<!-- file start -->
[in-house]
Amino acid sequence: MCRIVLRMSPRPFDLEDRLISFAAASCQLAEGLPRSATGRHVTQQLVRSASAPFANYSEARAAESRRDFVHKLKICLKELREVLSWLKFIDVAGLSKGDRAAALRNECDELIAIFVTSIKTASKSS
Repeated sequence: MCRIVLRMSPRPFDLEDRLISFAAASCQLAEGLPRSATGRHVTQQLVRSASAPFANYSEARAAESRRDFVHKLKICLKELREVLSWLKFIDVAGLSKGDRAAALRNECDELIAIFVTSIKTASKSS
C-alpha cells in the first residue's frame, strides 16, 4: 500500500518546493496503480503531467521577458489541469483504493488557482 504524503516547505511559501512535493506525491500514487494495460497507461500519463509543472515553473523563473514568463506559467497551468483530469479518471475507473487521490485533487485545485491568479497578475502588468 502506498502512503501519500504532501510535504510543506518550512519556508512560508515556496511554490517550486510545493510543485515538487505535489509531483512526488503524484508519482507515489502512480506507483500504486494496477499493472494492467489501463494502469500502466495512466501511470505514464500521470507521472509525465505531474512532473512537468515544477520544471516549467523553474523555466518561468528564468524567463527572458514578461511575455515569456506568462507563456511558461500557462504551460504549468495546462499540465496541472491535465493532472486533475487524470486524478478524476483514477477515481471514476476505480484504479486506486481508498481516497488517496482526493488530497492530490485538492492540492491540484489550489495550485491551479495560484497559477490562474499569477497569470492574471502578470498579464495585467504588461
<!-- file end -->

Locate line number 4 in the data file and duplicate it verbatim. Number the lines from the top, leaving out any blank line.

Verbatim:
C-alpha cells in the first residue's frame, strides 16, 4: 500500500518546493496503480503531467521577458489541469483504493488557482 504524503516547505511559501512535493506525491500514487494495460497507461500519463509543472515553473523563473514568463506559467497551468483530469479518471475507473487521490485533487485545485491568479497578475502588468 502506498502512503501519500504532501510535504510543506518550512519556508512560508515556496511554490517550486510545493510543485515538487505535489509531483512526488503524484508519482507515489502512480506507483500504486494496477499493472494492467489501463494502469500502466495512466501511470505514464500521470507521472509525465505531474512532473512537468515544477520544471516549467523553474523555466518561468528564468524567463527572458514578461511575455515569456506568462507563456511558461500557462504551460504549468495546462499540465496541472491535465493532472486533475487524470486524478478524476483514477477515481471514476476505480484504479486506486481508498481516497488517496482526493488530497492530490485538492492540492491540484489550489495550485491551479495560484497559477490562474499569477497569470492574471502578470498579464495585467504588461